9 Jun 2018

UK Ambassador to Russia Laurie Bristow: Our top priority for FIFA World Cup is to make sure British fans stay safe

UK Ambassador to Russia Laurie Bristow has given an interview to Interfax in which he speaks about the level of cooperation with Russia as part of preparations for the FIFA World Cup, his expectation as to the number of British fans who will come to Russia and other aspects of preparing for the tournament.

Question: How many football fans do you expect to come fr om England for the World Cup to Russia?

Answer: First of all, of course, England like all teams will play in the group stages. They are playing in Volgograd, Nizhny Novgorod, and Kaliningrad. It is quite difficult to tell exactly how many English fans will come, because of course some people - not from England - follow the England team as well. But we are working on the basis that it will be about 10,000. So, a big number. What we have been doing for the last two years is preparing our arrangements at the Embassy to support the fans and to support the team. Our objective, our priority is to make sure that the British fans that do come to Russia have a great time, that they enjoy the tournament, that they stay safe, and that they will go back having enjoyed their time in Russia. So, we have been working with the football authorities and the Russian police for two years now to make sure that that happens. I took part in a video conference on Thursday morning with the Foreign Secretary just to check our arrangements for that. On the police links, what happened is that UK police officers and football specialists have been to Russia a number of times. They have invited their counterparts back to the UK a number of times. They have got to know how each side works, they have exchanged information and experience, and of course there will be a team of British policemen here in Russia making sure that the cooperation with the Russian police goes well.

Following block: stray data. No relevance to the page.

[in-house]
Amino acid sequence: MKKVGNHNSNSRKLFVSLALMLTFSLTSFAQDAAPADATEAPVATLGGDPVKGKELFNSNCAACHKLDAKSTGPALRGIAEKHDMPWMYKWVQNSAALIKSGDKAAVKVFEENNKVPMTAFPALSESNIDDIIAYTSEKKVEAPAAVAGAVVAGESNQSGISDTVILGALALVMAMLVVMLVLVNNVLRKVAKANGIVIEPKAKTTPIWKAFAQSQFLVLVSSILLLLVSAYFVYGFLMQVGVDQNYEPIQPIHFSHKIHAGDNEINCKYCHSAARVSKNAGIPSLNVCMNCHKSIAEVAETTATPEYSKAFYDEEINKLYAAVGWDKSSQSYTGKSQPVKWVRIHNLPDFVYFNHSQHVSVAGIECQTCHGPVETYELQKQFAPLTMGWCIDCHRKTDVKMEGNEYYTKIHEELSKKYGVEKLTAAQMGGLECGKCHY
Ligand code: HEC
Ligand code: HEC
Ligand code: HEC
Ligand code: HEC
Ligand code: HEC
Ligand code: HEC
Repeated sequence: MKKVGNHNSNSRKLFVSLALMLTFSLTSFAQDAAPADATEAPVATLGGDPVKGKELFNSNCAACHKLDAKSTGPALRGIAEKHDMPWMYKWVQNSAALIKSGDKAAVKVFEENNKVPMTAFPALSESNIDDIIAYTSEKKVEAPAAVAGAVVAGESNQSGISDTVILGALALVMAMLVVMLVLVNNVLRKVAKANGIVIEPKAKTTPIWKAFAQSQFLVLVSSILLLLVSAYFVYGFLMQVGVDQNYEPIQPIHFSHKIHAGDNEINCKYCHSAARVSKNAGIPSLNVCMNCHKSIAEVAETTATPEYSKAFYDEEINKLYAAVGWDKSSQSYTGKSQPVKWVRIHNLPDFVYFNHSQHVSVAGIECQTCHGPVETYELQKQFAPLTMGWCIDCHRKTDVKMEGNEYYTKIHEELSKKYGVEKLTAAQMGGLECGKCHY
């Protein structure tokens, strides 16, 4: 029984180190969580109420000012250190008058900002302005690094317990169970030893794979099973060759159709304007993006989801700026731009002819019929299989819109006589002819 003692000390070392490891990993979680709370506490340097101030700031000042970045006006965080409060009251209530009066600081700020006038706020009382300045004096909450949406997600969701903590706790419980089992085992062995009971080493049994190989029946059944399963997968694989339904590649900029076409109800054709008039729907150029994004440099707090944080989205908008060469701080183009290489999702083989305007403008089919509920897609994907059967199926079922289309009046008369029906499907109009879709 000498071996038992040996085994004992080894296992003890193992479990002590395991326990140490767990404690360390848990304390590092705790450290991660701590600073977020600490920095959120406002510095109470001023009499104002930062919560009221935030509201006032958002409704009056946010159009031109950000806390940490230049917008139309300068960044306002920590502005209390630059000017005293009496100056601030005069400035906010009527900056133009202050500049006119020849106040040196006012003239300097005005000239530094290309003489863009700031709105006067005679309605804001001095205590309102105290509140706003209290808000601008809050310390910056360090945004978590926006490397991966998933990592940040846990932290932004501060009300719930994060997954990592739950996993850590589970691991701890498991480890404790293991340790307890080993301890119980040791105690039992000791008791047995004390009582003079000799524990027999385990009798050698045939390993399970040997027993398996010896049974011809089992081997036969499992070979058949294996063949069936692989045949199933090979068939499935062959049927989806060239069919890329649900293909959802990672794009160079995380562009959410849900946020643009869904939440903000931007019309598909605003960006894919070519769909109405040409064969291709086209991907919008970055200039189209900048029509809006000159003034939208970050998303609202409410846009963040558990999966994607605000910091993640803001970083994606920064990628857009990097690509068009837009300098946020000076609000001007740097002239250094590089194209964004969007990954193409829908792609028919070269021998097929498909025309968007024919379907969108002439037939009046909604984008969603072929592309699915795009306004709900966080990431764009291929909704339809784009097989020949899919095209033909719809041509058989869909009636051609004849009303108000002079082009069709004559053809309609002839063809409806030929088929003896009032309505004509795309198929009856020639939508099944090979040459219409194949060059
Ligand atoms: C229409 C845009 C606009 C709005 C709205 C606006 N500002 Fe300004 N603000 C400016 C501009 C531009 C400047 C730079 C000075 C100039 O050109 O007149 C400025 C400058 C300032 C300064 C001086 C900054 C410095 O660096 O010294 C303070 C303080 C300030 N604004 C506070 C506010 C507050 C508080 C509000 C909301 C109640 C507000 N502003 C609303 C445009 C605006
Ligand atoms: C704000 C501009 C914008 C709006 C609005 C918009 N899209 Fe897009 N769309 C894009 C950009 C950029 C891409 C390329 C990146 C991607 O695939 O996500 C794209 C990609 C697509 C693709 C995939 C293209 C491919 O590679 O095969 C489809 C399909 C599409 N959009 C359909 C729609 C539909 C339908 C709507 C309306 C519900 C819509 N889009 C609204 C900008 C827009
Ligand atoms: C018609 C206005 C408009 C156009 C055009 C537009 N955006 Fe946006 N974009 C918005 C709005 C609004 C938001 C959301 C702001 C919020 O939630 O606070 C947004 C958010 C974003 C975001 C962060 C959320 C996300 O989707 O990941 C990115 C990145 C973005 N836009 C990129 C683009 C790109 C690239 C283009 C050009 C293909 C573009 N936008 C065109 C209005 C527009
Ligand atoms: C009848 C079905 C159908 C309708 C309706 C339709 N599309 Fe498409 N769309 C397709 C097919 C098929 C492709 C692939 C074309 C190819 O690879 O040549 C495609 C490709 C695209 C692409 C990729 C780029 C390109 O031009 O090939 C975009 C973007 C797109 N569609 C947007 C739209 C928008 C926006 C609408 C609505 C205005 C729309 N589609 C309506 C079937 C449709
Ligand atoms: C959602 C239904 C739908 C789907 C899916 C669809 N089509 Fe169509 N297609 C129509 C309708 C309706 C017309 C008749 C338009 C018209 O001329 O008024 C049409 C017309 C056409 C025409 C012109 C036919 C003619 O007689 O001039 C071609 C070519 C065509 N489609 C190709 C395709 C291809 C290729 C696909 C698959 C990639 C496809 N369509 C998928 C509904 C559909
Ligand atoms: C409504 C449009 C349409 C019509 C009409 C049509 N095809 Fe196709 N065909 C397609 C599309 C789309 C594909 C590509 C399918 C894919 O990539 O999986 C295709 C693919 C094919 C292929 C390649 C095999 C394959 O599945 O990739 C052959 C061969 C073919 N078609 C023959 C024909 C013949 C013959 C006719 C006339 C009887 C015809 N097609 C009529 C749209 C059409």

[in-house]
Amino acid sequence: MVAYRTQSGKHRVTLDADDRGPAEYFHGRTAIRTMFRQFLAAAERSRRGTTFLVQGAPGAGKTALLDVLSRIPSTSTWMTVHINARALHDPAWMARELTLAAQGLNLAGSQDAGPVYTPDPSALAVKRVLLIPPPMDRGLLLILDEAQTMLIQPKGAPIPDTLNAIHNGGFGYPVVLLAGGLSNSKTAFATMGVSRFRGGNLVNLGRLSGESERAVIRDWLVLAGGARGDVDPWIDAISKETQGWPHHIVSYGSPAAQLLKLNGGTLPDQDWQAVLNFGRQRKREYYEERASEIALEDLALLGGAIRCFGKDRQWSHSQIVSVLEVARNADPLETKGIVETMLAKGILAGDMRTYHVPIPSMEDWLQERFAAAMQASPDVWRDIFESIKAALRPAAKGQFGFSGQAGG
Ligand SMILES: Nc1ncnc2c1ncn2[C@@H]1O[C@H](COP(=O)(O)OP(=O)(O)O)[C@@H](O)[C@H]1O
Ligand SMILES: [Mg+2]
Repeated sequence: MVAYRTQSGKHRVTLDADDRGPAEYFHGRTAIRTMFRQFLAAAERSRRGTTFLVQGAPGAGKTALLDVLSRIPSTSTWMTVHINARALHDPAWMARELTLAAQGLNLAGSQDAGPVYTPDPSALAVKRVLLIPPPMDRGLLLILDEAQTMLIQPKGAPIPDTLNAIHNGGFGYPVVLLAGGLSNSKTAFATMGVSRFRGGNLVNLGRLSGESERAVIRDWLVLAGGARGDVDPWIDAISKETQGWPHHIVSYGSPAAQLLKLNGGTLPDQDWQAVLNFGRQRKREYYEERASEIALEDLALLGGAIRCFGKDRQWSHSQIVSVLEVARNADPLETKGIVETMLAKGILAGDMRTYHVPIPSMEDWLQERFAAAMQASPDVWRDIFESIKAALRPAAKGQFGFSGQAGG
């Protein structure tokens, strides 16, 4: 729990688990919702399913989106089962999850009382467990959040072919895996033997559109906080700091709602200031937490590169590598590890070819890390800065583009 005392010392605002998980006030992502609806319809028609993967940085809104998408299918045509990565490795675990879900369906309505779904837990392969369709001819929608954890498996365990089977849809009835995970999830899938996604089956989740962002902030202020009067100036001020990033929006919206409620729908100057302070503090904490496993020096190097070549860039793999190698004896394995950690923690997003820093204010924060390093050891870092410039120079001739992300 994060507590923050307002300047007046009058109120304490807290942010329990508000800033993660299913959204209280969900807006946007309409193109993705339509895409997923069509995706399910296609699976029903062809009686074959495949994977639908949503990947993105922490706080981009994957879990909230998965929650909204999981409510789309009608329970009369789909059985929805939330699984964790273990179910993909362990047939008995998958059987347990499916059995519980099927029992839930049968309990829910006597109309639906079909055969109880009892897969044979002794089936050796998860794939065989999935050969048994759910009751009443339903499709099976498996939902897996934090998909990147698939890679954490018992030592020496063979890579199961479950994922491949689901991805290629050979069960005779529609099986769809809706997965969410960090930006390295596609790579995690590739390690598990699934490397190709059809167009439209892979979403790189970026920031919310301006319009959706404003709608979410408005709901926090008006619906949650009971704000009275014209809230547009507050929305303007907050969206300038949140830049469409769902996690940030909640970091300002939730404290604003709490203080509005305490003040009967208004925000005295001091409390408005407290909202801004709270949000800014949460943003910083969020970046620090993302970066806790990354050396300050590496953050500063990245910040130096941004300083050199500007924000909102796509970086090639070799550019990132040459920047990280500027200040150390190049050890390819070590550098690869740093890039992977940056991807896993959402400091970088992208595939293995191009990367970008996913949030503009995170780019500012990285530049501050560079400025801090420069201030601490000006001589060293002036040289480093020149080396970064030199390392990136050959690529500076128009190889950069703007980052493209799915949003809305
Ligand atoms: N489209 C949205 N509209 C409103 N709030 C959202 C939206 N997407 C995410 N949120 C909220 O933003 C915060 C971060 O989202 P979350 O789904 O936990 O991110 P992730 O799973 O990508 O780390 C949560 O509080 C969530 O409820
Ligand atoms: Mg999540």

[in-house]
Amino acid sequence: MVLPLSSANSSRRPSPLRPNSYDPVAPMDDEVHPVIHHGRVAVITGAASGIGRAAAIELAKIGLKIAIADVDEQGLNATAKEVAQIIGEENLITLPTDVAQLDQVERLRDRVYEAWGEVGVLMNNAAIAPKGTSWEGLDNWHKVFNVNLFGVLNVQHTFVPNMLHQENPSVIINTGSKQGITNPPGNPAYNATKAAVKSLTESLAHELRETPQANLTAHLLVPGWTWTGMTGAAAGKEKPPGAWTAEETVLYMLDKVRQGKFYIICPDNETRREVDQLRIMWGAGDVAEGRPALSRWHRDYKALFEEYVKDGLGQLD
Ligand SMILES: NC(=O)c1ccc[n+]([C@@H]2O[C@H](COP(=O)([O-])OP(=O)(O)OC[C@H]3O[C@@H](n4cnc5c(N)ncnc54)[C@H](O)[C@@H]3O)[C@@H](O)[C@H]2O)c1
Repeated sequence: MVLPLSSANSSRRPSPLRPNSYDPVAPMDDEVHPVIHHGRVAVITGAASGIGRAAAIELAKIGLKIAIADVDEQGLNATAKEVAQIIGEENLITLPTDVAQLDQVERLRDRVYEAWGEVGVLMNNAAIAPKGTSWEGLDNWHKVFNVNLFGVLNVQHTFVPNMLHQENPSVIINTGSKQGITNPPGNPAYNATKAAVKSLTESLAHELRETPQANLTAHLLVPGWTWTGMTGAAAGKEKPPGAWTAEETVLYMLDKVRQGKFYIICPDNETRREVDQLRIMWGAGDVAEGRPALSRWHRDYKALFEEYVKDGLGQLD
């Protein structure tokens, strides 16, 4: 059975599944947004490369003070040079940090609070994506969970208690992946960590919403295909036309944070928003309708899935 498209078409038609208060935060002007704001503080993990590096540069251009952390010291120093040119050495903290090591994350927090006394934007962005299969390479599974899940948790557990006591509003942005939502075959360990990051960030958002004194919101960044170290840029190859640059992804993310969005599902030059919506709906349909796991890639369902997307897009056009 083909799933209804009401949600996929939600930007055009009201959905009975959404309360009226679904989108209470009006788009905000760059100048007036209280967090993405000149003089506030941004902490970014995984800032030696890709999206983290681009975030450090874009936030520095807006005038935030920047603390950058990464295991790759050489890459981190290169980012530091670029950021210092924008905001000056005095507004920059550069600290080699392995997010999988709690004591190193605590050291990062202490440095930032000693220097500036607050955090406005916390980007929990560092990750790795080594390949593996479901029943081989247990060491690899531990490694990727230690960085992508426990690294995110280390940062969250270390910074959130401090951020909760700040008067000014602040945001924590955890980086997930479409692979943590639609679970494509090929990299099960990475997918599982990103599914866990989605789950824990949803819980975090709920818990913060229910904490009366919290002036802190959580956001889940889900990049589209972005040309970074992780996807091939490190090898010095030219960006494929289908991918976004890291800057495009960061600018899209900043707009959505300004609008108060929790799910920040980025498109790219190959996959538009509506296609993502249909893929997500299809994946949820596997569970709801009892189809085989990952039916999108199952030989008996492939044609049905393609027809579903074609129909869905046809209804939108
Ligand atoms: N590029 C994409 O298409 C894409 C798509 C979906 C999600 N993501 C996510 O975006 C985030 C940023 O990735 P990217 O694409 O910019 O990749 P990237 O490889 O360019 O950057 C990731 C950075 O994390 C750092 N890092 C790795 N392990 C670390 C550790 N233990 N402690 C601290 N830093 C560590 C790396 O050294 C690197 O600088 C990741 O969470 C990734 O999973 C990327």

Q.: How would you describe in general the coordination of law enforcement officials with Russia, because Foreign Secretary Johnson said that the coordination was not sufficient?

A.: The political relationship is very, very complex, as you understand, but as far as the preparations for the football are concerned, we are happy with the level of cooperation. A lot of work has gone into it on both sides - of course you can always do more - and the test is what actually happens over the next month. But we think we are as prepared as we can be. As I said, our top priority, my top priority for the next month is to make sure the British fans that come to Russia have a great time, stay safe and go home having enjoyed their time.

Q.: Could please speak about the Memorandum of Understanding?

A.: This is really an important point. I signed on Thursday afternoon a memorandum of understanding between the UK government and the Russian authorities setting out how our police will work with the Russian police.

Q.: Do you have information on any problems that British people have in receiving free Russian visas?